ITER is a tokamak nuclear fusion reactor intended to demonstrate the feasibility of nuclear fusion as a carbon-free energy source. In order to control potential technical risks, ITER subsystems are assessed through Reliability, Availability, Maintainability and Inspectability (RAMI) analysis, which includes Failure Modes Effects and Criticality Analysis (FMECA). This paper deals with the FMECA of the front-end components of the Collective Thomson Scattering (CTS) diagnostic, which involves a top-down functional breakdown of the system, identification of critical components and potential failure modes, their effects and consequences for the system. Furthermore, the FMECA methodology allows for the analysis of possible mitigation actions, which may reduce failure mode risk levels. The FMECA was performed in two stages, one concerning the failure modes of the CTS itself, and one concerning the failure modes, which may interrupt ITER operations. Results indicate that there are no failure modes that pose a significant risk to ITER operations. However, mitigation actions were required in order to reduce the risk levels of failure modes, which may compromise CTS diagnostics availability. This article covers the first half of the RAMI analysis of the CTS diagnostic, the FMECA.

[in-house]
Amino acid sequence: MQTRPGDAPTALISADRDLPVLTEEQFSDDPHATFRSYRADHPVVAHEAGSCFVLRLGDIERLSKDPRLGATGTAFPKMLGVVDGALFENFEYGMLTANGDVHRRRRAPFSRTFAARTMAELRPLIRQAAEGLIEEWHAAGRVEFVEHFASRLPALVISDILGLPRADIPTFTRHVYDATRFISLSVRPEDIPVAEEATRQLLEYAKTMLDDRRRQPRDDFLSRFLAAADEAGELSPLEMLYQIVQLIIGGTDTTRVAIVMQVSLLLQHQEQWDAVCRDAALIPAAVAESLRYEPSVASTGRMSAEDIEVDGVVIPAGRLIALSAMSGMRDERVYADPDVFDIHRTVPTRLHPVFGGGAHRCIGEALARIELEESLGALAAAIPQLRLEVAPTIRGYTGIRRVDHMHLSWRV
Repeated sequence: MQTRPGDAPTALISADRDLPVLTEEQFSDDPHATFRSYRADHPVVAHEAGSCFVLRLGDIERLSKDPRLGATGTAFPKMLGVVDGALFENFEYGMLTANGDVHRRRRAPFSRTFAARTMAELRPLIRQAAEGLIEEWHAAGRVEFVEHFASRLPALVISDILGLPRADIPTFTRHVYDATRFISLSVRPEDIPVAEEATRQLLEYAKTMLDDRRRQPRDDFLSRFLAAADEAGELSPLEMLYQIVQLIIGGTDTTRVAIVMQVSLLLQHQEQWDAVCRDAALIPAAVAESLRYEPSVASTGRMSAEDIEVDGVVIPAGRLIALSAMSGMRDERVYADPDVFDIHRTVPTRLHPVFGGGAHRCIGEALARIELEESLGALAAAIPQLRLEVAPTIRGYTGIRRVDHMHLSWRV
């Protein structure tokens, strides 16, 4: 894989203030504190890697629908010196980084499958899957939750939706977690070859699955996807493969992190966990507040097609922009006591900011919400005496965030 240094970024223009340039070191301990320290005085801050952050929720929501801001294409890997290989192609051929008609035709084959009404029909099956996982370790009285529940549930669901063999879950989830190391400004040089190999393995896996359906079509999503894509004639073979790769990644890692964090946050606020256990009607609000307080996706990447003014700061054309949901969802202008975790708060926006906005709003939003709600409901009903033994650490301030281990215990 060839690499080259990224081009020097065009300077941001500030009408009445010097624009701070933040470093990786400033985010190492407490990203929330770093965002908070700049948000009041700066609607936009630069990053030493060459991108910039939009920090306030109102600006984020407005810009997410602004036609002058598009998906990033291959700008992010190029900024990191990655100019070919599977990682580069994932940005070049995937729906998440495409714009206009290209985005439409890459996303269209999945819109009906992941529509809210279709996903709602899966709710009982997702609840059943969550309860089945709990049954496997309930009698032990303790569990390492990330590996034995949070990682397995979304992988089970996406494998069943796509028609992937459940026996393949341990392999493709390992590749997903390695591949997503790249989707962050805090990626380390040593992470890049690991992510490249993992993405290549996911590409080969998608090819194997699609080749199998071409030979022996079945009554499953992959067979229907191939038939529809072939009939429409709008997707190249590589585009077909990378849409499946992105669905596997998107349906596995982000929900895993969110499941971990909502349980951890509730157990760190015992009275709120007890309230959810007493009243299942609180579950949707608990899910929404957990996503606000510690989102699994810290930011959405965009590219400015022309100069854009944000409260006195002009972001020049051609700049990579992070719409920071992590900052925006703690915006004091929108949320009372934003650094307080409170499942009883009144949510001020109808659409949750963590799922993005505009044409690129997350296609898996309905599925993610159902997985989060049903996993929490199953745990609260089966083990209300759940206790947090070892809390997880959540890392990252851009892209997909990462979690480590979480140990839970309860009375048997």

Bibliographical noteFunding Information:
IPFN activities received financial support from “Fundação para a Ciência e Tecnologia” through projects UIDB/50010/2020 and UIDP/50010/2020.
This work was supported by FCT , through IDMEC, under LAETA, project UID/EMS/50022/2020.
The work leading to this publication has been funded partially by Fusion for Energy under the Framework Partnership Agreement F4E-FPA-393. This publication reflects the views only of the author, and Fusion for Energy cannot be held responsible for any use which may be made of the information contained therein.
- Collective Thomson scattering